At first it was fun. The alarm would go off, and you’d emerge from bed as a proud triathlete—unscathed by the wee hours and immune to the Average Joe excuses for early-morning exercise. For you, the 5 a.m. alarm was a badge of honor, its song almost ceremonial as you slipped into your padded shorts, swimsuit or sneakers to start the day with a workout.

But at some point, even the most enthusiastic athlete will encounter a rough patch with early mornings. The snooze button, after all, looms just an arm’s length away, and you know that pushing it will transport you to a world of warm blankets where all dreams come true. You romanticize the idea of nuzzling back into the sheets, but alas, a high thread count won’t help you log cycling miles, complete hill sprints, or improve your swim stroke. The snooze button is akin to the deadly Sirens who will lure you to the rocky shores and destroy your training routine one missed workout at a time.

So how do you get over this hump and reactivate your tri-mojo? You have to remind yourself why you fell in love with 5 a.m. in the first place, and take some time to nurture the relationship back to health. In the spirit of the month of love, here are three tips for rekindling the romance with your alarm clock—just in time for Valentine’s Day.

barnes in post

1. Work on Your Night Moves

No, I’m not talking about those moves. I’m talking about the relationship you have with your bed—starting with what time you get under the covers. The easiest way to make 5 a.m. feel better is to go bed earlier the night before. Think of it as a pre-paid snooze. If you give yourself a little extra time on the front end, you won’t crave it as much on the back end. Try to do something relaxing and quiet when you get in bed—read a book, sip some tea, or listening to soft instrumental music. Avoid watching television, which can re-engage your mind and keep you alert into the later hours. If you share a bed with your significant other, steer clear of any conversations that might be stressful or argumentative.

2. Get a Rider

Take a cue from the divas and rock stars of the world, and come up with a rider. Just as celebrities need things to be “just so” in their dressing rooms, you need to set the stage for early-morning success as you head into your workout. Make a list of the things you require to easily get out the door in the morning, and prep your territory the night before. Before going to sleep, set up the coffee maker and breakfast items on the counter, lay out the clothing you’ll put on, and pack the bags you’ll need for the rest of the day. Driving to your workout? Get the bags in the car the night before and leave a breakfast bar on the dashboard. This way all you need to do is wake up and rock!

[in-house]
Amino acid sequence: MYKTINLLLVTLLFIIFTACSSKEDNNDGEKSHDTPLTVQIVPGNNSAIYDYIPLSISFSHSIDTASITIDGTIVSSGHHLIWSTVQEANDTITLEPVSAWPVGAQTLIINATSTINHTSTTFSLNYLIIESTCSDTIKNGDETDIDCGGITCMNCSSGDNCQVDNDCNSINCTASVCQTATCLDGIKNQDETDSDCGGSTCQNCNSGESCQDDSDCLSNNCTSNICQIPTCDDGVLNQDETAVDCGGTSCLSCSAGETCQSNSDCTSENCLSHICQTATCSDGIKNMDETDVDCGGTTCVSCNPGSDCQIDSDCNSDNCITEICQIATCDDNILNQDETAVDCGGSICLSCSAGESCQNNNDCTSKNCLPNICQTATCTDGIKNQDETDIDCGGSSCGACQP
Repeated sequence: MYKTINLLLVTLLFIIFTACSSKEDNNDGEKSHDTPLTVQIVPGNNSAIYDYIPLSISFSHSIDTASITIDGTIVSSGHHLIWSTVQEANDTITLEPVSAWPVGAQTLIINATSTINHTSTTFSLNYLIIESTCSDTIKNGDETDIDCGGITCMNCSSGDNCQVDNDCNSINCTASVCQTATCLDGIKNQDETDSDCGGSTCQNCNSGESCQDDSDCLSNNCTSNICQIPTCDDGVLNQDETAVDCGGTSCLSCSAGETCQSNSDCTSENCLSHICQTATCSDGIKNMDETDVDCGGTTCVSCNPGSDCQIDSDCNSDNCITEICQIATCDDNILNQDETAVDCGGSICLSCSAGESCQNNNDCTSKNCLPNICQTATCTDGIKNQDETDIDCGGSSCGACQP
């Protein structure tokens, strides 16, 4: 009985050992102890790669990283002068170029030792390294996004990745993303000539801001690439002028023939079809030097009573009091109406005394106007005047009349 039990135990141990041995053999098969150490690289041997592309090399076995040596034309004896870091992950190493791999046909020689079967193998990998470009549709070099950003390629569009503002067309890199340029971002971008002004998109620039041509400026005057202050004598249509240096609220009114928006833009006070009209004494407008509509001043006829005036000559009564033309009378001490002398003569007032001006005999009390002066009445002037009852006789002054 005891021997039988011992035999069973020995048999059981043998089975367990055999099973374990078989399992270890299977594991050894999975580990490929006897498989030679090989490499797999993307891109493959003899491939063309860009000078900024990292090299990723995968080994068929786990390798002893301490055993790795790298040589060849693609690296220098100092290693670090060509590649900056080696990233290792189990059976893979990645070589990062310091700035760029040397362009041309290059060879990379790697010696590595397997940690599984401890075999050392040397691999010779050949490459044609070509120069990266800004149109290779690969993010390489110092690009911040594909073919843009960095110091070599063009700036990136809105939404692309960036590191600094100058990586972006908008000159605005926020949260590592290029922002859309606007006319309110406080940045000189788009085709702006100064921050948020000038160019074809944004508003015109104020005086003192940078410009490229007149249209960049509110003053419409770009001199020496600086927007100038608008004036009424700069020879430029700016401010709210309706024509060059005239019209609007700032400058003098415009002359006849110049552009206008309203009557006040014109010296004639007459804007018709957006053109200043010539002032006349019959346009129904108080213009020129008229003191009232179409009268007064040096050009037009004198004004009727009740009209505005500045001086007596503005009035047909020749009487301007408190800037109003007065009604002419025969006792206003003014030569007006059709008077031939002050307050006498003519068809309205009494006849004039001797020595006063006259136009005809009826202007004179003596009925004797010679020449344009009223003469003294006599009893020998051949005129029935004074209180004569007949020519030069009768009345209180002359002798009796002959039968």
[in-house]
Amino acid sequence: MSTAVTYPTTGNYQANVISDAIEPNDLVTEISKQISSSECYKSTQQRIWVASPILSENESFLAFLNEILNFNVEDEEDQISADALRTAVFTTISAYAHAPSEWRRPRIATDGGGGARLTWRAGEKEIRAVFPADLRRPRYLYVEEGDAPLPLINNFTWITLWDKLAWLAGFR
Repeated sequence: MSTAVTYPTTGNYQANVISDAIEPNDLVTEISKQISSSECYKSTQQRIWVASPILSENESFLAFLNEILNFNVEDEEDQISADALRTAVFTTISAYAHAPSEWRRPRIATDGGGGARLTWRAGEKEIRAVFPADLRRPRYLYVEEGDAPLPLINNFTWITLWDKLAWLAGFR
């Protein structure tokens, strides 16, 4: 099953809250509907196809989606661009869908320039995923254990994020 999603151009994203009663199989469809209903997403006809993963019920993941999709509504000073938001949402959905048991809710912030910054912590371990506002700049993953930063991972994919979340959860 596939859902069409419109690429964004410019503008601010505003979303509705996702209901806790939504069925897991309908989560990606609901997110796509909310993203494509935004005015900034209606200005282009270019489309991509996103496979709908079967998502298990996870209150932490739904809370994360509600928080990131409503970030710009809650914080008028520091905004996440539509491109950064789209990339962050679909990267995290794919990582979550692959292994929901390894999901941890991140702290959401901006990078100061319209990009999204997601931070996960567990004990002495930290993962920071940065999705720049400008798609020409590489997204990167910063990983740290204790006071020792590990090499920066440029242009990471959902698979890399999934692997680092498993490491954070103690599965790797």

3. Go Pavlov

Conditional reflexes are powerful, just ask Pavlov’s dog. Encouraging the body to react a certain way based on a specific stimulus can help us uncover new ways to focus on our goals. For example, find something enjoyable to do when the alarm goes off (you know, aside from 800-repeats), so you begin to associate the sound with something immediately positive. Maybe it’s a certain song that plays when the alarm sounds—something that sets the mood for a great workout— or it could be wrapping yourself in a plush bathrobe as you make your coffee. If that doesn’t work, try planting the stimulus the night before. Think of a word that describes how you want to feel during your workout, write it on an index card in big black marker, and place it next to the alarm clock. It will be the last thing you see before turning off the lights, and a reminder of what to focus on first thing in the morning.

It may take some time for Cupid’s golden arrow to bring bliss back to the early morning wake-up call, so be patient and remember how good it feels to get your training completed before the day starts tugging you in different directions. Outside demands can derail an evening workout, but only your own can keep you from reconnecting with 5 a.m.


Lisa Barnes is a newly-certified USAT Level 1 coach and an Ironman athlete who lives and trains in upstate New York. In her monthly column Life Trainer, she helps triathletes balance other aspects of life with their passion for multisport.